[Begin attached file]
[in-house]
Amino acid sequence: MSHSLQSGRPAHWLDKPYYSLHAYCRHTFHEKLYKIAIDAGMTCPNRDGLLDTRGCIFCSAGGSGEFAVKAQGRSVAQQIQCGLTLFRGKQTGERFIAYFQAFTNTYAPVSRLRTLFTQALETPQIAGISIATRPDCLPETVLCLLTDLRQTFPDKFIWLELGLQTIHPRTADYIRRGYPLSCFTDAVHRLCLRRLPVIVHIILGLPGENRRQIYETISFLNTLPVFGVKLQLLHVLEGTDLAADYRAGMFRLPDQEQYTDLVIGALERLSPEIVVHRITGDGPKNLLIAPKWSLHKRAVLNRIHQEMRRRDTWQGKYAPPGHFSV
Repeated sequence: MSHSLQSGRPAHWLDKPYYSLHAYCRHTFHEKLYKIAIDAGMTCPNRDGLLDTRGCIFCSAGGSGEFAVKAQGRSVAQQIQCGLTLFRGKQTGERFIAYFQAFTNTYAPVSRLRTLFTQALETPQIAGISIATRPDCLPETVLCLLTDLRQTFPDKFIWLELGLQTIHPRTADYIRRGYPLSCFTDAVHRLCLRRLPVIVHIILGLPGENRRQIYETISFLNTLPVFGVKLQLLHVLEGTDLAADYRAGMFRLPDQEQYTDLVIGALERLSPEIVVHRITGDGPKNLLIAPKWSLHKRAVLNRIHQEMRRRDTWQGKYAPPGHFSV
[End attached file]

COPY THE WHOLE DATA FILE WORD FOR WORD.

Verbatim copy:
[in-house]
Amino acid sequence: MSHSLQSGRPAHWLDKPYYSLHAYCRHTFHEKLYKIAIDAGMTCPNRDGLLDTRGCIFCSAGGSGEFAVKAQGRSVAQQIQCGLTLFRGKQTGERFIAYFQAFTNTYAPVSRLRTLFTQALETPQIAGISIATRPDCLPETVLCLLTDLRQTFPDKFIWLELGLQTIHPRTADYIRRGYPLSCFTDAVHRLCLRRLPVIVHIILGLPGENRRQIYETISFLNTLPVFGVKLQLLHVLEGTDLAADYRAGMFRLPDQEQYTDLVIGALERLSPEIVVHRITGDGPKNLLIAPKWSLHKRAVLNRIHQEMRRRDTWQGKYAPPGHFSV
Repeated sequence: MSHSLQSGRPAHWLDKPYYSLHAYCRHTFHEKLYKIAIDAGMTCPNRDGLLDTRGCIFCSAGGSGEFAVKAQGRSVAQQIQCGLTLFRGKQTGERFIAYFQAFTNTYAPVSRLRTLFTQALETPQIAGISIATRPDCLPETVLCLLTDLRQTFPDKFIWLELGLQTIHPRTADYIRRGYPLSCFTDAVHRLCLRRLPVIVHIILGLPGENRRQIYETISFLNTLPVFGVKLQLLHVLEGTDLAADYRAGMFRLPDQEQYTDLVIGALERLSPEIVVHRITGDGPKNLLIAPKWSLHKRAVLNRIHQEMRRRDTWQGKYAPPGHFSV